Hence in 2012, Devex, the social media company specialised in development, selected resilience as the trending word of the year(2)http://www.devex.com. Why such enthusiasm? Because it proposes a new model for reflection on a system which is confronted with an increase in the number of people affected by crises and a spike in shocks, both in terms of frequency and intensity. Whilst many have criticised the concept, due to its vague and divisive definition, it has nevertheless been excessively present in sponsors’ strategies. It is therefore important to reflect on what the concept underlies, and four points seem identifiable to us. Firstly, resilience can enable us to overcome the search for links between phases of reconstruction in order to admit their concomitance in a given country (contiguum of aid). Secondly, its effective promotion involves a centrality of diagnostics and a multi-temporal, multi-level, multi-sector approach. Moreover, its operational implementation requires more flexible intervention contracts. Finally, the performance of a “triggered” resilience project must be defined by its qualitative impacts. All of these points require modifications, not only in terms of sponsors’ strategies, but also in terms of their operational methods.

The promotion of resilience: from method to practice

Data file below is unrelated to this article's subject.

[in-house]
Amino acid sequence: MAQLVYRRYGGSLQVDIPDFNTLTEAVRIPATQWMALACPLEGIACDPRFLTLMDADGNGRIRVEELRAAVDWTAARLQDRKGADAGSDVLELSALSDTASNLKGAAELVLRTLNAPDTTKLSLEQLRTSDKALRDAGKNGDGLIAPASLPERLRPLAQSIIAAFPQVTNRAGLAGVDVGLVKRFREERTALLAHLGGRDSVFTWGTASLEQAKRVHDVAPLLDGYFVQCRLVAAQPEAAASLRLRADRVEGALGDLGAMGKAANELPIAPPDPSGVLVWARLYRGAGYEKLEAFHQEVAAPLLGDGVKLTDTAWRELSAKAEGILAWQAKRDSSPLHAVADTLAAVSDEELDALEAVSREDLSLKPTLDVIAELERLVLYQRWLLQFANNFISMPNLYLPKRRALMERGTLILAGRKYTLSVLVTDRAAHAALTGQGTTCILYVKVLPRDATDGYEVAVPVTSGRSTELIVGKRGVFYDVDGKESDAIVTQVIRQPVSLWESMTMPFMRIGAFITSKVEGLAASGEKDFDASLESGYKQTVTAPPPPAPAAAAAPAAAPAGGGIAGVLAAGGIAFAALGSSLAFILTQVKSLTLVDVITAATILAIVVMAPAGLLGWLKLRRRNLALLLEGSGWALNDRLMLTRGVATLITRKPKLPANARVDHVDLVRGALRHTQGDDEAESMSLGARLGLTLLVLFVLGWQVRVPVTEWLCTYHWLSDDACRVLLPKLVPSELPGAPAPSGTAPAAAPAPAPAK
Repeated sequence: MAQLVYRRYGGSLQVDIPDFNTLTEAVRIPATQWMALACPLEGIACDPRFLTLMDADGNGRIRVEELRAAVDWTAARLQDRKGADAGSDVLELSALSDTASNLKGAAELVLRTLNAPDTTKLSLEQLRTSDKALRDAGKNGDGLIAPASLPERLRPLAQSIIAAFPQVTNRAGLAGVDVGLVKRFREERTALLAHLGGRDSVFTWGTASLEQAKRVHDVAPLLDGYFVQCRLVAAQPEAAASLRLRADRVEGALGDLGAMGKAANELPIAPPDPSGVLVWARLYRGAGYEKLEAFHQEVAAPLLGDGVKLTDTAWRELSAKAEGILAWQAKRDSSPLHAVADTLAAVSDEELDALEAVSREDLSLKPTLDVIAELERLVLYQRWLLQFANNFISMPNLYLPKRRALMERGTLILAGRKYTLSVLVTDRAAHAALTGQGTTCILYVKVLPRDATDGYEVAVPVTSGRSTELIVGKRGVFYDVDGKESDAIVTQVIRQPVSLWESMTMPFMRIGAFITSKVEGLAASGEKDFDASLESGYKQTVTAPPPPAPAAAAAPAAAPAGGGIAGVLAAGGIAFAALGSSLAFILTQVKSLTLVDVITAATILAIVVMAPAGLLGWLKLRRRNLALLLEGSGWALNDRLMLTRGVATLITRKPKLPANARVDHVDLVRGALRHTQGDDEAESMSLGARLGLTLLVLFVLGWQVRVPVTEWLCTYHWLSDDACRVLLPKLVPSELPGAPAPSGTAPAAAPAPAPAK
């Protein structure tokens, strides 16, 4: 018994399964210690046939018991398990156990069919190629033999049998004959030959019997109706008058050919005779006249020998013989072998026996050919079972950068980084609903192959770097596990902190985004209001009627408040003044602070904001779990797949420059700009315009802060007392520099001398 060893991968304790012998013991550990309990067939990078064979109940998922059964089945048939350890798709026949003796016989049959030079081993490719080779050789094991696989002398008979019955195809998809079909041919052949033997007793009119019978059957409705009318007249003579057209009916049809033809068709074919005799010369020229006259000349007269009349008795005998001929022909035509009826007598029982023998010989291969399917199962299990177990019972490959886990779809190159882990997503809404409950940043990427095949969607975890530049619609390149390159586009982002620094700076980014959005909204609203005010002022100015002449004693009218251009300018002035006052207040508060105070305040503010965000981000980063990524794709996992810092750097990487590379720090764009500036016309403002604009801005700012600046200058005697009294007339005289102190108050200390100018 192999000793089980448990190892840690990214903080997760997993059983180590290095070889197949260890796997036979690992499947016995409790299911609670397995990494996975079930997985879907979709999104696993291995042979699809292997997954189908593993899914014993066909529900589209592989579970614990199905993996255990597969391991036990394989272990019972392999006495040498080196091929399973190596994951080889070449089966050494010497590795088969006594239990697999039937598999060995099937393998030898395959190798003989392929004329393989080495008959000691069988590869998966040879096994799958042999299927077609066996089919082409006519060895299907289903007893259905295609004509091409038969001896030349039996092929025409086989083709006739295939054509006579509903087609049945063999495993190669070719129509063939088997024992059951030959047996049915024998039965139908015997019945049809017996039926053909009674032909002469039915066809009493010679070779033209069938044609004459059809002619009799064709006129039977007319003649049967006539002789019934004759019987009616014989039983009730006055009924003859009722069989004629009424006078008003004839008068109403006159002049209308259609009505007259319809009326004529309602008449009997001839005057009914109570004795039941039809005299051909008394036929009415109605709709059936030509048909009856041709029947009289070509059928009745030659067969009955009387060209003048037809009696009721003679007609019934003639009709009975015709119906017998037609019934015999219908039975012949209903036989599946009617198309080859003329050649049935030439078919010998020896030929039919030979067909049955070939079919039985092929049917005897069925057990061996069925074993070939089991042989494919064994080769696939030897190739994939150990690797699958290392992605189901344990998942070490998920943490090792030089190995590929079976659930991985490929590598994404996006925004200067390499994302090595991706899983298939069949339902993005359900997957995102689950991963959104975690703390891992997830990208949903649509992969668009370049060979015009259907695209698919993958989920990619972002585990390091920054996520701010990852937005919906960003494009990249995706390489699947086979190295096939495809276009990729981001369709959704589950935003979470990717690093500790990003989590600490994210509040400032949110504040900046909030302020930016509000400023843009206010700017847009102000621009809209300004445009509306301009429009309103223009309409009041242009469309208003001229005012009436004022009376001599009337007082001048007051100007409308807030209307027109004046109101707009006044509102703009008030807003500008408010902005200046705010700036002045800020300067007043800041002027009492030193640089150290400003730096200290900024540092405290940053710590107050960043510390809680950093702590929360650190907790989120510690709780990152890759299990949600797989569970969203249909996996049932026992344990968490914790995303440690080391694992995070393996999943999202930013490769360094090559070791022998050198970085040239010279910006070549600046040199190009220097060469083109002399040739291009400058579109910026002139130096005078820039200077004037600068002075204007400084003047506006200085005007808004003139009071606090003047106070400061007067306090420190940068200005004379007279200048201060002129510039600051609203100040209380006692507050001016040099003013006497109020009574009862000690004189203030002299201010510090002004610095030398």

The Central African Republic (CAR) is a particularly unstable country in Central Africa. In 2012, rebel movements formed a coalition called Seleka, which took over the capital in March 2013. A self-defence militia called the Anti-Balaka was created in response. International humanitarian intervention and the implementation of a transition government led to a curbing of the conflict, but the consequences had a serious impact, since the crisis was the work of military-commercial war mongerers. The new media coverage of a little-known area led to an influx of aid, with, as often happens, to recommendations for intervention, and prescriptive typologies. We noted the significant promotion of population resilience, which was to be at the heart of the strategic orientation of the United Nations’ Office for the Coordination of Humanitarian Affairs (OCHA)(3)OCHA, Strategic humanitarian document 2014 initially titled “Resilience has a 100 days” and available in its revised version under the title “100 day plan for priority humanitarian action in the Central African Republic”, 24th of December 2013, April 2nd 2014: https://reliefweb.int/sites/reliefweb.int/files/resources/100_DAY_PLAN_2014_CAR.pdf. Unlike the initial pilot areas(4)See the capitalisations of the European Union’s AGIR project in the Sahel region: http://ec.europa.eu/echo/files/aid/countries/factsheets/sahel_agir_fr.pdf, the CAR represented a particular context for this terminology given that the country had undergone a multitude of shocks and stresses. And that is why this case is so interesting. The majority of international sponsors and institutions highlighted the quality of programmes in the country in 2014 and 2015, citing it as a reference combining democratisation, peace-keeping and early recovery. Yet experts quickly called this approach, and its results, into question: “While there is near universal recognition that the current collective approach to supporting communities and countries in crisis is not optimal, this has not yet led to a comprehensive shift, and instead [has] resulted in a proliferation of unconsolidated projects, programmes and frameworks labelled resilience, which often reinforce the very institutional barriers they are meant to overcome”(5)Outcomes of expert panel discussion, 87th IASC Working Group Meeting, Geneva, 29-30 October 2014.